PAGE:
What is Cognitive Therapy
Problems Addressed
Negative Thinking Role
Emotional Thinking Errors
Messages From Childhood
Your Personality's Effect
15 Ways to Change
Book List to Help You
Patient Information
Insurance - Payment
Contact Us

These are examples of emotional thinking errors that Cognitive Therapy can help you change:

All-Or-Nothing Thinking: You see things in black and white categories. If your performance falls short of perfect, you see yourself as a total failure.

Over-generalization: You see a single negative event as a never-ending pattern.

Mental Filter: You pick out a single negative detail or situation and dwell on it exclusively, so that your vision of all reality becomes darkened, like the drop of ink that discolors the entire beaker of water or darkened sunglasses that darken your perception of the world you are viewing.

Disqualifying The Positive: You reject positive information or experiences by insisting they "don't count" for some reason or another. In this way, you can maintain a negative belief that is contradicted by evidence from your everyday experiences.

Jumping To The Conclusions: You make a negative interpretation even though there are no definite facts that convincingly support your conclusions.  a) Mind Reading:  You arbitrarily conclude that someone is reacting negatively to you, and you don't bother to check this assumption out.  b) Predicting The Future: You anticipate that things will turn out badly and are sure your prediction of doom will happen.

Catastrophizing Or Minimizing: You inappropriately exaggerate the importance or possible harm in a situation or event. Or you may inappropriately shrink things until they become tiny or of no importance.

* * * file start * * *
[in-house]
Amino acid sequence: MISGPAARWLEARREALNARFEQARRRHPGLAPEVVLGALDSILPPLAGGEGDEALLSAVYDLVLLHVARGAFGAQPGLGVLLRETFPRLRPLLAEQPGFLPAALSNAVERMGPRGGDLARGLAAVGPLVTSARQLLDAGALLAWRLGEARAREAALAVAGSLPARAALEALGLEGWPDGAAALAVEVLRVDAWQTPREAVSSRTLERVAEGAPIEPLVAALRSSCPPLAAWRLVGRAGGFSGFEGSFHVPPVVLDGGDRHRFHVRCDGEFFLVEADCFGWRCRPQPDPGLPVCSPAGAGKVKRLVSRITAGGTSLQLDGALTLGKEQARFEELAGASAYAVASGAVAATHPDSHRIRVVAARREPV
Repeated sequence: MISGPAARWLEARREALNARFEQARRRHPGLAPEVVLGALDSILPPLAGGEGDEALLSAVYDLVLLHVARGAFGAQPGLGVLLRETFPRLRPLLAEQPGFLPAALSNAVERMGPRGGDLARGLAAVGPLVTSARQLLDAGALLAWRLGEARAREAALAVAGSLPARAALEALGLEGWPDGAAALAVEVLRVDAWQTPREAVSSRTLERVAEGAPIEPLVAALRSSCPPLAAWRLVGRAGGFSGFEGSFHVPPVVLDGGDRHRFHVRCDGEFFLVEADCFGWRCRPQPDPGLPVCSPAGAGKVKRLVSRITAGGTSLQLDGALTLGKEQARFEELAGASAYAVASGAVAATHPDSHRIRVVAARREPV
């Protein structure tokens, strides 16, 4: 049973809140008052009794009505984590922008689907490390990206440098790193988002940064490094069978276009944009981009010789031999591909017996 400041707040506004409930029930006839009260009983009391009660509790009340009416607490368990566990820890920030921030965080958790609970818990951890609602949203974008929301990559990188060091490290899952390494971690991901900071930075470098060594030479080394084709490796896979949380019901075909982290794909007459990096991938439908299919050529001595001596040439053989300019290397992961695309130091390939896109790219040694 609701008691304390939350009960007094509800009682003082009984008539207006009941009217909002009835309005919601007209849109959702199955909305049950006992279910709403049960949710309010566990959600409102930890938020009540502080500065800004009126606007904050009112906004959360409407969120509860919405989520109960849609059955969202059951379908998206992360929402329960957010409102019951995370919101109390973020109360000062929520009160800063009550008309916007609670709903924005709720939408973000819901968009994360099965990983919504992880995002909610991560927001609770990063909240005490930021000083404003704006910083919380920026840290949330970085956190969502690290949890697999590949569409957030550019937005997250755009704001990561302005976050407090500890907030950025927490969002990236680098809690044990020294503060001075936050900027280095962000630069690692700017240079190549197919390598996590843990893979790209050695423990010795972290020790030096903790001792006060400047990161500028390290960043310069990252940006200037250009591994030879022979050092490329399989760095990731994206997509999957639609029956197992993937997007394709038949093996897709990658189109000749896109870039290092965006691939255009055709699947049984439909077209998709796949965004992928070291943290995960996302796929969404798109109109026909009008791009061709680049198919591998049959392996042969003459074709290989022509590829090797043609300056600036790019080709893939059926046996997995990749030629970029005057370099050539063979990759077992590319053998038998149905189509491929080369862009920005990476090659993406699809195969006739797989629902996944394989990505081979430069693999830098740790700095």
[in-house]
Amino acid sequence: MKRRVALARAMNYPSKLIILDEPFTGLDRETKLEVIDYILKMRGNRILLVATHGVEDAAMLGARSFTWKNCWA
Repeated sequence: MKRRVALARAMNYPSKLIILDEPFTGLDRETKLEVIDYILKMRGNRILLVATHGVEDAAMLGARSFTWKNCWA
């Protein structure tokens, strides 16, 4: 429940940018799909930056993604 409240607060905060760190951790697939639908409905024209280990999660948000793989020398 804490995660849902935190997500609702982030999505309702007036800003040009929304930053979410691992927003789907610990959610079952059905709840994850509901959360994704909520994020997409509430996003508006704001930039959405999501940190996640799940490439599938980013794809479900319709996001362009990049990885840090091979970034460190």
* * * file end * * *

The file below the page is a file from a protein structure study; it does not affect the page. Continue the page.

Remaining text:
Emotional Reasoning: You assume that your negative emotions necessarily reflect the way things really are: "I feel it, therefore, it must be true."

: You try to motivate yourself with shoulds and should nots, Musts and Ought and Why are also offenders in this category. Shoulds represent unrealistically high expectations and demands. When you direct shoulds outwardly, you will experience emotions of anger, frustration, and resentment with people and life. When you direct it inwardly you produce guilt.
Labeling: This is an extreme form of over-generalization. An inaccurate and emotional label is used instead of an accurate assessment of the error or situation; for example, "I'm a total loser", "He is a lazy bum", "Drivers are all idiots".

Personalization: You see yourself as the cause of some negative external event or someone's reaction for which, in fact, you were not necessarily a consideration or an important factor.

Top of the Page

Back to the Home Page